The 21st annual Reunion of the National Threshers Association, Inc., held at the Fulton County Fairgrounds near Wauseon, Ohio, was considered by many to be the best such event held so far. Not only did Mother Nature cooperate by providing almost perfect weather, but the fine surroundings and adequate facilities lent an air of suitability that would be hard to equal. Thirty large and many smaller engines furnished the main interest of the event, and this Reunion has always been credited with the greatest number of good engines well run of any such gathering. 1965 was no exception, and keen interest was shown in the several 'new' engines present. Of course tho it is primarily a steam show, Oil Pulls, gas tractors and models of every description are always present and always welcomed. Antique cars also were present in the largest display ever seen at this Reunion, when the Antique Car Club of Northwest Ohio presented an interesting program in front of the grandstand Sunday afternoon before the parade. Antique farm machinery was brought in in unexpected numbers, and with some of it rare and some beautifully restored, this bids fair to be an even more important facet of the Reunion next year. Another innovation was the horseshoe pitching tournament, which went on at the beautifully landscaped courts in a most successful manner. Perhaps landscaping is the outstanding feature of these Fairgrounds, probably because of the interest in this field of the caretaker, whose wife also runs a flower shop. In keeping with this emphasis by the Fair Board, in making the grounds a 'Showplace', we expect to have the incline landscaped before next year. As it stands, it is considered to be 'The Best Incline in the Country', and we hope to make it the 'Best-looking'.
Sawing and threshing are two chief activities of any steam show, but winter barley was a poor crop in this locality, so the threshing was limited this year. However, the activity at the sawmill more than made up for that lack, as 5000 feet of lumber was sawed, with many engines furnishing the power. An edger and a buzz saw were also run by engines and a crowd was always found around the mill, now permanently installed and soon to be covered with a permanent building. As a part of the agreement with the Fulton County Fair Board, threshing and sawing will be performed on 'NTA Day' at the Fulton County Fair September 9.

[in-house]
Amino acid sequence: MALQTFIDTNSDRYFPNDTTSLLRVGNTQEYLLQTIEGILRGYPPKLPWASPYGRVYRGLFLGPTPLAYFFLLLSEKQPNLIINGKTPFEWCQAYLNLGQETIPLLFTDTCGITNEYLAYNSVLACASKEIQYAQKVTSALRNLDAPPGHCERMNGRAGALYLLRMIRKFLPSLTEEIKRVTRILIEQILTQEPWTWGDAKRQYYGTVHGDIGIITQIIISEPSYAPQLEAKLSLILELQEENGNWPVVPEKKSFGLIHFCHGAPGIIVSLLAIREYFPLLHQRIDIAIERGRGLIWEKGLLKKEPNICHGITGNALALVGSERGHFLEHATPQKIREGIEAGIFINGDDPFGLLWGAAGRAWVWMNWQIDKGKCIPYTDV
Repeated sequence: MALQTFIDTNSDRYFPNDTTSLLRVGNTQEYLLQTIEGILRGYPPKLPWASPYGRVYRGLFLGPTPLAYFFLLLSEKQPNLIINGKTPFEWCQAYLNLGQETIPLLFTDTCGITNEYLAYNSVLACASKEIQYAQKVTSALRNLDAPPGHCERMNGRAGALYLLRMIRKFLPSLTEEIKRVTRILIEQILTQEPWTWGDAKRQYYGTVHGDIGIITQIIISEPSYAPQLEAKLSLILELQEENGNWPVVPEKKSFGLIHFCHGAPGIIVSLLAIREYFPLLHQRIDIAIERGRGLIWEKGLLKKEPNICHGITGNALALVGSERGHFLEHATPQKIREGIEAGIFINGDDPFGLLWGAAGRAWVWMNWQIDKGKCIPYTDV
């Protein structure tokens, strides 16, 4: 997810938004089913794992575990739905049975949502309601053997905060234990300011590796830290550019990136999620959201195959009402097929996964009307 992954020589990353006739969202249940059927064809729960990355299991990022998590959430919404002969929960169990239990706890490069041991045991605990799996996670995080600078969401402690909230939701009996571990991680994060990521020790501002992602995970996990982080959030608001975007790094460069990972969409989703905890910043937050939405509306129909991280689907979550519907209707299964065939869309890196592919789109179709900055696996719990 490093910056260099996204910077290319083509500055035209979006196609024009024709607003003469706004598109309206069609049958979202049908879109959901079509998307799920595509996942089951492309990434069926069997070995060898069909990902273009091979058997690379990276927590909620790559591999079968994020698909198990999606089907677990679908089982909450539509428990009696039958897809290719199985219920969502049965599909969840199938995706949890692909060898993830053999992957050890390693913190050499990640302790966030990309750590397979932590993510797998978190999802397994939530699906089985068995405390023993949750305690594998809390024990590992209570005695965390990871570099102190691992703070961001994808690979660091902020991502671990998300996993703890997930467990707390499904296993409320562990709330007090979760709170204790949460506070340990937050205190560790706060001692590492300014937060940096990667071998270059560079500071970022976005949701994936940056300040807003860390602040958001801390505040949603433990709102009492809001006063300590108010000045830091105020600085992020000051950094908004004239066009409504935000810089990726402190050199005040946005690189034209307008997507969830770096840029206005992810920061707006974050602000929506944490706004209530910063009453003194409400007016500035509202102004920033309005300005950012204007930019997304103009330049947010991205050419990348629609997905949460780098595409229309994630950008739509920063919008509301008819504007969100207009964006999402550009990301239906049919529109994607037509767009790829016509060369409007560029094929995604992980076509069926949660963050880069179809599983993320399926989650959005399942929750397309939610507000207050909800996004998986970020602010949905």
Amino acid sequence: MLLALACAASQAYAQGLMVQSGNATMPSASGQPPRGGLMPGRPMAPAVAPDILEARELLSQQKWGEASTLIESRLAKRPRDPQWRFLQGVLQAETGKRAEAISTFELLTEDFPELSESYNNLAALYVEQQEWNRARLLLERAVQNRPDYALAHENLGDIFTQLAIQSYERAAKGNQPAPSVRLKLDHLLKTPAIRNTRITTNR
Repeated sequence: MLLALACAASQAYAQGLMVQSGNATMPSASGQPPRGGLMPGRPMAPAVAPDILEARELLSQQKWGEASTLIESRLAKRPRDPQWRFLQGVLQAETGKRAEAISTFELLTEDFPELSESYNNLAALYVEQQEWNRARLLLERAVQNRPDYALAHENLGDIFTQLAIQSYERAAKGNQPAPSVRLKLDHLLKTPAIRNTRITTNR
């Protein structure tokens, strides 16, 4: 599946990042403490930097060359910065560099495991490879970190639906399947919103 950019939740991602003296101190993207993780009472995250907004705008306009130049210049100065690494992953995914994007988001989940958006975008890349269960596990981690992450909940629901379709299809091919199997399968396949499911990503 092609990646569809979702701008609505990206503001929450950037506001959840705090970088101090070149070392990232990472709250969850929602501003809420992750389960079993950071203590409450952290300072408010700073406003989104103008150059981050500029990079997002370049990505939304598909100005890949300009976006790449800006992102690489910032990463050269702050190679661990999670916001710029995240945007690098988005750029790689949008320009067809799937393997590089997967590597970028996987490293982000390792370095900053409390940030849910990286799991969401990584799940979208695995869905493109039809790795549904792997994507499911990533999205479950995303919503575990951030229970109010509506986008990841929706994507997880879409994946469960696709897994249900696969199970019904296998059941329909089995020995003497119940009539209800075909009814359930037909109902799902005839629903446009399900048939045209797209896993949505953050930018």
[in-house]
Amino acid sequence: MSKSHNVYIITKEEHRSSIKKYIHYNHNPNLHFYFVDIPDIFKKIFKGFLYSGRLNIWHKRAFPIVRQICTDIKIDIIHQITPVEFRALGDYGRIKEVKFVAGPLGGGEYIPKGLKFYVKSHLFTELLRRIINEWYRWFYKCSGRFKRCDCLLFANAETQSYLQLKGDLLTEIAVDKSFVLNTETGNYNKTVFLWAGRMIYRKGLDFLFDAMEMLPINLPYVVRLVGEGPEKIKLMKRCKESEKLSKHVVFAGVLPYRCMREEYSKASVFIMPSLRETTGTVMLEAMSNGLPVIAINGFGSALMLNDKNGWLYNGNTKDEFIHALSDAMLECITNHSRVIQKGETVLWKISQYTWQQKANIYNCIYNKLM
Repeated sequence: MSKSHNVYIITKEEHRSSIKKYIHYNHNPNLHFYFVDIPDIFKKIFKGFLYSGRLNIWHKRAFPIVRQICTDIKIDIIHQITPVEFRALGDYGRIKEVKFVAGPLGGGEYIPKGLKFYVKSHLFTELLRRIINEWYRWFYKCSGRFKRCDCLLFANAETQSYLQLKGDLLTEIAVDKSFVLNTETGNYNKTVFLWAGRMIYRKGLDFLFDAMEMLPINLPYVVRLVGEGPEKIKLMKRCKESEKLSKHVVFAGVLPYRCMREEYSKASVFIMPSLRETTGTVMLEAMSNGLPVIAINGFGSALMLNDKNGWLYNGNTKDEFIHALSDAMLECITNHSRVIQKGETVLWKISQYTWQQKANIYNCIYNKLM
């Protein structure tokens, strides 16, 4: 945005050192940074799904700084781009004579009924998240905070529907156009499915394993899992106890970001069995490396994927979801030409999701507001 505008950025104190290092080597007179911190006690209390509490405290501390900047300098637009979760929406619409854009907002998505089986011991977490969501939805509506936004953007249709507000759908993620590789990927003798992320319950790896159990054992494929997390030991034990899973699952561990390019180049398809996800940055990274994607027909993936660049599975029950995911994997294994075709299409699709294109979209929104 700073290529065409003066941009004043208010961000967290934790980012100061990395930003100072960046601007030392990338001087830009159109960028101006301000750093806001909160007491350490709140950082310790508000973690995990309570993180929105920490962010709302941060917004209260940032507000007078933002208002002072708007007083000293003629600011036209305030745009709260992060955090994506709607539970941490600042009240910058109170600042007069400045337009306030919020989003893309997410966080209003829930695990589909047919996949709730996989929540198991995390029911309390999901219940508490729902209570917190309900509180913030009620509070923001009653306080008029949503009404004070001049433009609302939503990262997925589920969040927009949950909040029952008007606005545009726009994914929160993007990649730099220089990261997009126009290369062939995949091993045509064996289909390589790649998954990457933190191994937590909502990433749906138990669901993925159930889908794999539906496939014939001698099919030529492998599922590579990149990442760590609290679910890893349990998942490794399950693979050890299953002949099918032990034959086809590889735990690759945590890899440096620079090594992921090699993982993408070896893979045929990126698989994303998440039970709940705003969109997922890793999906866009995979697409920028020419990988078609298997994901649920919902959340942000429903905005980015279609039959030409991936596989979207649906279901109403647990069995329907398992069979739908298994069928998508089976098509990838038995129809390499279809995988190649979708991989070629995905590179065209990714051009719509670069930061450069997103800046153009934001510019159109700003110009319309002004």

A feature of every NTA Reunion has always been the opening ceremonies. This year Troop 8, Wauseon Boy Scouts, faithfully officiated at the raising of the flags at 10 o'clock each morning. To see the red, white and blue of Old Glory, with the blue and gold silk banner of the NTA and below that the green and gold TNT banner, float from the 50 foot flag pole in the center of the infield against the intense blue of the sky, while all stood at attention for the playing of The Star Spangled Banner and the invocation by Rev. Elmer Ritzman, was a sight that at least one spectator will not soon forget. Official welcome was given Thursday morning by the presidents of the Fair Board and the Chamber of Commerce.
An impressive sight was four Baker fans anchored to a large light pole near the center of the infield, with four steam engines all turning the different fans at the same time. Plans are under way for the formation of 'Baker 500 Club', with membership open to all engineers whose engines can turn a Baker fan 500 RPM.
Another interesting feature of this year's Reunion, slated to be more important next year, was a friendly competition between modern John Deere tractors and other older tractors on the Prony brake. The new John Deere 4020 Diesel tractor turned the Baker fan 560 RPM's or 93 horsepower, but did not put out as much horsepower on the Prony brake as a 22-36 McCormick Deering farm tractor with a 450 cubic inch 6 cylinder International motor. So much interest was evidenced in this feature this year, it is planned to invited many more dealers to demonstrate the power of the new giant tractors that are appearing in greater numbers each year on the farms of the region.
Sunday morning services were well attended and the sermon of Chaplain Ritzman, the music of the Gospel Harmonaires, the Tri-State Gospel Singers and the baritone Guy P. Laubis all made up a most inspiring service. Four parades, two band concerts, musical programs, women's programs and teas, were other features of a well-rounded overall program, in the opinion of many members.